PDR zoning encouraged Artists to clean up the old industrial areas of the Eastern Neighborhoods.
OpEd: by Zrants
I have often been asked why this dotcom boom is displacing neighborhoods when former ones did not. Having lived through a number of booms and busts I see some major differences this time. A short history of the development of the eastern neighborhoods should explain it, so here is Part One in the series.
History of the Mission and SOMA Development – Part One.
In the 1970’s the Mission, and what came to be called SOMA, were full of empty industrial building, factories, warehouses and old worker housing with a sprinkling of beautiful Victorians and other vintage properties that were abandoned for better neighborhoods. The cheap rents and relatively lax building codes drew artists and entrepreneurs with wild ideas to the neighborhoods of empty properties on empty streets. In some areas they were patrolled by gangs at night. City officials pretty much ignored those areas.
The new residents created a hip new community and cleaned environment with no help from private or government funds. Sweat equity was the currency we ran on. The activity and excitement of creating our own spaces, drew the best, most motivated problem solving talent.We had no money but we were young and full of energy and ideas.
Instead of tearing down the old properties, the tenants threw themselves into creating their homes inside of the old buildings. The wages were low and so were the prices of materials . We lived on a limited no-credit budget.
By the time of the first dotcom boom, the Eastern Neighborhoods were ready to join that movement. Our homes were finished. Our streets were clean and we were ripe for the picking. We had cool galleries and entertainment spaces and walls full of murals and we loved our funky old streets filled with empty parking spaces. The gangs were gone and the streets were clean.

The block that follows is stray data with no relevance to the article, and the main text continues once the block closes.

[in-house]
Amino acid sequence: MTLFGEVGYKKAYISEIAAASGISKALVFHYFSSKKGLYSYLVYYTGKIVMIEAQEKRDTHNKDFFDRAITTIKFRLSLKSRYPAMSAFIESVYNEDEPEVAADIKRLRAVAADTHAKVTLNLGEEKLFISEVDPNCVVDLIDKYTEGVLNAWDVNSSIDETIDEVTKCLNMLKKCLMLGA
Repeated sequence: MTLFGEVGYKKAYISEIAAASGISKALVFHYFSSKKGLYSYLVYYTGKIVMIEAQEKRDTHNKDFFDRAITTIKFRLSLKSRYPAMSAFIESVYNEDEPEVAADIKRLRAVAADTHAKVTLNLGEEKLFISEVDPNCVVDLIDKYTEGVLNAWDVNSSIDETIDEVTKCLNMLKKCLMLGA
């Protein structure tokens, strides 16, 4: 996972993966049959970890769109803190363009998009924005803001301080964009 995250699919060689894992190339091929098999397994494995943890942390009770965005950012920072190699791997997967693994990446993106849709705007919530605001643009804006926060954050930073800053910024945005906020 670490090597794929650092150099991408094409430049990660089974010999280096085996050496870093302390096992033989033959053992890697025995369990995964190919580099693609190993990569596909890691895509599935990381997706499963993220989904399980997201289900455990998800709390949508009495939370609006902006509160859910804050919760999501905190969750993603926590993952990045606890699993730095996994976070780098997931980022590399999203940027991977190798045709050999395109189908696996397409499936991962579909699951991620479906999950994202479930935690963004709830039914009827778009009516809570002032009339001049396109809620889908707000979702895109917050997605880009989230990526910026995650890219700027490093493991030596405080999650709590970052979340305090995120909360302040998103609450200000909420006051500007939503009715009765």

During the first two dot come booms, possibly because of tighter height restrictions, higher taxes and higher interest rates, the rents stayed relatively low while wages sky-rocketed. People were paid ungodly sums for not doing much of anything by companies that had no idea what they were doing or trying to sell. The utilities could not deliver the service they were selling so many companies relying on it failed and the first dotbust so many layoffs.
We still had our low rents and our traditional talents to fall back on so things were not so bad. Most of us weathered the storm of the first dot bust and came back for the next round of ups and downs that was brought on by the millennium crisis. Once that was past us, we had the next round of layoffs. This proceeded the economic downturn brought on by the housing crisis.
(Stay tuned for Part Two)